Defiance in Dubai

by Shashwat Udit:

Until recently, Dubai seemed like one of the world’s great success stories, replete with gleaming skyscrapers, super luxury hotels, gigantic shopping malls, and artificial islands. Hearing the call of its splendors, workers from South Asia, youth from across the Middle East, and investors the world over poured into Dubai. Even during the boom times, though, not everyone who came to the city enjoyed its indulgences. Some lived in ramshackle housing, worked dangerous jobs under scorching desert sun, and were frequently cheated by employers. During the bubble years, the problems faced by immigrant workers could be ignored. Any attempts to organize resulted in jail or deportation. But the impact of the recent economic crisis cannot be brushed aside so lightly.

When the global financial crisis struck, it became evident that cheap borrowing rather than strong fundamentals had driven Dubai’s growth. Construction projects came to a halt, companies went bankrupt, and the massive state-owned conglomerate Dubai World suspended payments on its debt, sending jitters through the financial system. However, according to Samer Muscati, United Arab Emirates researcher for Human Rights Watch, “those hardest hit by the downturn were the workers.”

Dubai's soaring towers have been built by immigrant laborers, largely from South Asia. (Wikimedia Commons)

During the boom years, human traffickers priced passage to the promised land at thousands of dollars, meaning many workers came to Dubai already heavily indebted. Layoffs left many of them with no means to pay off their debts. Even worse, employers took advantage of the opportunity to cheat workers out of what they were owed. To avoid paying back wages, employers often waited until workers returned home to visit their families to fire them.

The government of the United Arab Emirates, of which Dubai is a constituent emirate, rejects the view that immigrant workers lack protection against exploitation. A U.A.E. government employee speaking anonymously did not deny that private companies had committed abuses, but stressed that the government’s laws and actions showed they were committed to protecting the rights of workers. The official pointed to a new electronic system for paying wages, one that makes cheating on payments impossible. Labor Minister Saqr Go-bash proclaimed the new system “a model worth emulating in boosting the rights of workers.”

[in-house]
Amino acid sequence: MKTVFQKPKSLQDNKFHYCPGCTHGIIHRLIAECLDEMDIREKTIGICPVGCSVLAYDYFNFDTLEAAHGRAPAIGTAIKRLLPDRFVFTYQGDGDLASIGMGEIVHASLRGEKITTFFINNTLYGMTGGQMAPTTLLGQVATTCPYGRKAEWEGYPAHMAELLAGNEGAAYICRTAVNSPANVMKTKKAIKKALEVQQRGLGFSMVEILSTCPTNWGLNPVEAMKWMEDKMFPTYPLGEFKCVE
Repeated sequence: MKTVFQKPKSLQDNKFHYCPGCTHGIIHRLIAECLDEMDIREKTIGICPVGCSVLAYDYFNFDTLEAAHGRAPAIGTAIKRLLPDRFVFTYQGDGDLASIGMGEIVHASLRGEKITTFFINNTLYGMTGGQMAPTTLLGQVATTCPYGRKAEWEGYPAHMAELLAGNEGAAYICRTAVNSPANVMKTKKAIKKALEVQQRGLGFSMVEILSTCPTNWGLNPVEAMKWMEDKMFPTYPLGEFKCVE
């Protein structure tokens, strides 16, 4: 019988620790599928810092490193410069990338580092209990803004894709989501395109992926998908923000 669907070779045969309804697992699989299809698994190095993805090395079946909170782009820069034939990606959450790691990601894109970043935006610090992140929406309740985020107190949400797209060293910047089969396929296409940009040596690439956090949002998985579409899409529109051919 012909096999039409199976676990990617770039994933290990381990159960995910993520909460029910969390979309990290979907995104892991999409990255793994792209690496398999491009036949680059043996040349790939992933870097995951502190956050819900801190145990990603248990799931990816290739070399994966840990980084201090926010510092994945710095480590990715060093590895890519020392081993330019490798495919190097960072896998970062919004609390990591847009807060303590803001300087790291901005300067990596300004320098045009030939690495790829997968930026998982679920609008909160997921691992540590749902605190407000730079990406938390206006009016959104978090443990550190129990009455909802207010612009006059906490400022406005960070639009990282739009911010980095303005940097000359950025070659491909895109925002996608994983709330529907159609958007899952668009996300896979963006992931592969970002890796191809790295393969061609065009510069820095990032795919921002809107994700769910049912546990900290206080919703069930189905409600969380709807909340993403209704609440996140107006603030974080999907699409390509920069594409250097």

Nonetheless, the workers are not waiting for government action. They “barely manage to survive and send money to their families,” one worker told the Associated Press. Despite being required to leave the country when they lose their jobs, many defiantly hold on to their visas. Some stay in the country illegally. Despite being forbidden to form unions, organize, and strike, they have done so. In December, workers held a strike against Robust Contracting, a company that had not paid wages for three months. During the boom years, such an action would have led to jail time or deportation for the strikers. This time the U.A.E. government recognized that it had to investigate the company, not the workers.

Human rights groups welcome the sentiment but retain doubts. Muscati worried that “it’s about the optics.” While well-intentioned laws are on the books, too few inspectors have been appointed to enforce them, and there have been delays and difficulties in setting up the new electronic accounts. Moreover, he readily acknowledged that the problem extends farther than the U.A.E. government. Western institutions and western corporations operating in Dubai, including the Guggenheim and New York University, contract out building projects to developers known to not respect worker’s rights. Migrant workers’ home countries, mainly in South Asia, also gain heavily from remittances, enough to make them turn a blind eye to the trafficking networks that operate within their borders. In the end, “everyone is willing to make a buck off these guys,” as Muscati explained.

The root of the problem is a system that leaves workers at the mercy of their employers. Given such a skewed power dynamic, it is unsurprising that some will be tempted to exploit the helpless. The workers are already rising to challenge this order. In spite of the crisis, a Dubai that still aspires to greatness should help them on their way.

Shashwat Udit ’12 is an Economics major in Silliman College. Contact him at